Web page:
FOX 29 Investigates: City workers tracking down national graffiti ring

PHILADELPHIA (WTXF) It's a flashy, widespread crime that's designed to get your attention and it's costing city taxpayers more than a million dollars a year.

Graffiti painted across the city has crews cleaning up thousands of sites each year. Graffiti artists or so called "taggers" are destroying public and private property in a lot of city neighborhoods. Now authorities believe "taggers" from a national ring of graffiti artists have decided to make Philadelphia their next urban canvass.

FOX 29's Dave Schratwieser reports on a group that is making headlines in cities across the country.

It's a job these city workers repeat over 100,000 times each year. Painting over graffiti splashed across buildings, bridges, even trucks throughout Philadelphia and it costs taxpayers big bucks.

"We spend $1.2 million dollars a year to clean up graffiti," C.L.I.P Deputy Director Edward Guzak told FOX 29.

But on this day, the city workers were at the corner of Spring Garden and Front Streets just off I-95. They're here to spray paint over a giant so called tag that says bowzr-swank. It's no ordinary graffiti or tag, city officials believe this was the work of out-of-town graffiti artists who came to Philadelphia with one purpose.

FOX 29 Investigates found that the tag "bowzr-swank" or sometimes "swank-bowzr" started popping up in prominent places in Philadelphia about six months ago. It's been painted on walls, on private buildings, even on delivery trucks.

These are elaborate "tags" that cost about $600 in paint and can take as many as two days to complete. The graffiti crew that's putting these up may be part of a nationwide ring and can go just about anywhere, according to city officials.

The owners of a food supply company on North American Street got stung by the out of town taggers in early August. They broke in through a rear fence and tagged five delivery trucks with the word "bowzr".

A few weeks earlier, the taggers struck at Emerald and Lehigh. Two stories off the ground at a business called Ironworks. It's owned by Carlos Santos.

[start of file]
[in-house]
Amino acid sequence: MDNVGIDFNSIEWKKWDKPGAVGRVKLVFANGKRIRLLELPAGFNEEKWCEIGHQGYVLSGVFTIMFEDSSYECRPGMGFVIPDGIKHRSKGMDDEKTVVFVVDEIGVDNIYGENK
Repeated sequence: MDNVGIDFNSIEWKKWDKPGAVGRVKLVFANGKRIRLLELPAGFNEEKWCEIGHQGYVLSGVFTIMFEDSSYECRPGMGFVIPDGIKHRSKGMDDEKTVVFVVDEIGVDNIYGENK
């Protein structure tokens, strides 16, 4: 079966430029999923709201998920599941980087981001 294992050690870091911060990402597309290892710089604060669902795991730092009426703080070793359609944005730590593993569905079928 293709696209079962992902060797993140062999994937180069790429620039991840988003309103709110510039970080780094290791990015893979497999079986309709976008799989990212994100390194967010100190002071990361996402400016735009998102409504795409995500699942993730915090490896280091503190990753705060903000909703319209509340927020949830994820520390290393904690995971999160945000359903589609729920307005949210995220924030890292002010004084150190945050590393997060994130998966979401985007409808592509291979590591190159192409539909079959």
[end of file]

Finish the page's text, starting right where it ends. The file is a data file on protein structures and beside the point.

Santos told FOX 29 Investigates that the taggers even cut the feed from his surveillance cameras that would have captured them tagging his building. They simply cut the cable to the cameras.

"They damage it. I pay for this. A lot of money. Take from my pocket," he explained.

It turns out, Philadelphia is not the only city being hit hard by the bowzr swank taggers. Their work has shown up in Dallas, Detroit, San Francisco, Oklahoma City and Tulsa. Philadelphia officials are convinced it's the same crew traveling across the country. They use the initials EHC or CTD for "cost taxpayer dollars".

In fact, authorities in Oklahoma City and Tulsa believe the bowzr swank tags found in their cities were the work of at least three people. They have been arrested before on other charges, but not for painting graffiti.

Oklahoma investigators told FOX 29 they believe the taggers go on so called "spraycations" to other cities to do their work. One was arrested here in Philadelphia back in January for criminal mischief. The district attorney's office says the charges were dropped when a witness failed to show up for court. No word on where he is now, but if he is here, city officials have a message.

"Move out of the city, get out of here and go back to where they came from."

Back at Front and Spring Garden, city crews had to paint the entire side of this new building to cover up the giant bowzr swank tag. The cost to city taxpayers between $1,800 to $2,500.

As for those so called "artists" or taggers who think this is a victimless crime, Guzak says.

Painting graffiti is a misdemeanor. City officials believe these out of town taggers live or visit the area near Northern Liberties or Fishtown. So far, no one's been charged in the bowzr swank tagging incidents here in Philadelphia.